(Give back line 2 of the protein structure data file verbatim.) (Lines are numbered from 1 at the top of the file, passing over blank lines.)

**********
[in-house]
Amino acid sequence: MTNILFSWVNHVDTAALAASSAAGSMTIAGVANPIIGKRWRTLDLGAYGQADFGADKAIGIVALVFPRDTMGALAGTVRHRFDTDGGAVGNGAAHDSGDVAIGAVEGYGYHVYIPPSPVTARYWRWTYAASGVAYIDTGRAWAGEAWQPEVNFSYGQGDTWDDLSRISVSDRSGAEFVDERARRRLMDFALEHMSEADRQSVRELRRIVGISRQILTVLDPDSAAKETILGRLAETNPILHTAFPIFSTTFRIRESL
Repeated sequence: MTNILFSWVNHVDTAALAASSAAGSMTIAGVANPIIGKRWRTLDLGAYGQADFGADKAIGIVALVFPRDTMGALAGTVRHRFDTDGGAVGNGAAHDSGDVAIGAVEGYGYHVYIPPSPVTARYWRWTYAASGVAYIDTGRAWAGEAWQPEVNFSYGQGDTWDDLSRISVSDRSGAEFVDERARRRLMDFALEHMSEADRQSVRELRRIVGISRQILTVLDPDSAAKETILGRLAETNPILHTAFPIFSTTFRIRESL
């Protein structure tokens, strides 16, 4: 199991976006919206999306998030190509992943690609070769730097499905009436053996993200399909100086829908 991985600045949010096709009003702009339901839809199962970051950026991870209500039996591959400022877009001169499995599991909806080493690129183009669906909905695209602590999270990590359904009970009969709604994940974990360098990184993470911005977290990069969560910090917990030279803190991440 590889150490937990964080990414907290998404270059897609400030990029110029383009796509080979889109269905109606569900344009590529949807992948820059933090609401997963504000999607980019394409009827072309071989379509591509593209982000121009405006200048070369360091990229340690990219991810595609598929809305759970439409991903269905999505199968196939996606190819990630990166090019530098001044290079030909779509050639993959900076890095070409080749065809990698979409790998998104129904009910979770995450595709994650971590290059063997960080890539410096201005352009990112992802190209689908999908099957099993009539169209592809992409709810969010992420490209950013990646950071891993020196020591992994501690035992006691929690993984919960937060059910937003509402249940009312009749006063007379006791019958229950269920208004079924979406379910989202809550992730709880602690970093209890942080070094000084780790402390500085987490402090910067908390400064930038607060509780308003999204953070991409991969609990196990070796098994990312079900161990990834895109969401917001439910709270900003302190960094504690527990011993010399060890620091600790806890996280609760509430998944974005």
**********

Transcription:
Amino acid sequence: MTNILFSWVNHVDTAALAASSAAGSMTIAGVANPIIGKRWRTLDLGAYGQADFGADKAIGIVALVFPRDTMGALAGTVRHRFDTDGGAVGNGAAHDSGDVAIGAVEGYGYHVYIPPSPVTARYWRWTYAASGVAYIDTGRAWAGEAWQPEVNFSYGQGDTWDDLSRISVSDRSGAEFVDERARRRLMDFALEHMSEADRQSVRELRRIVGISRQILTVLDPDSAAKETILGRLAETNPILHTAFPIFSTTFRIRESL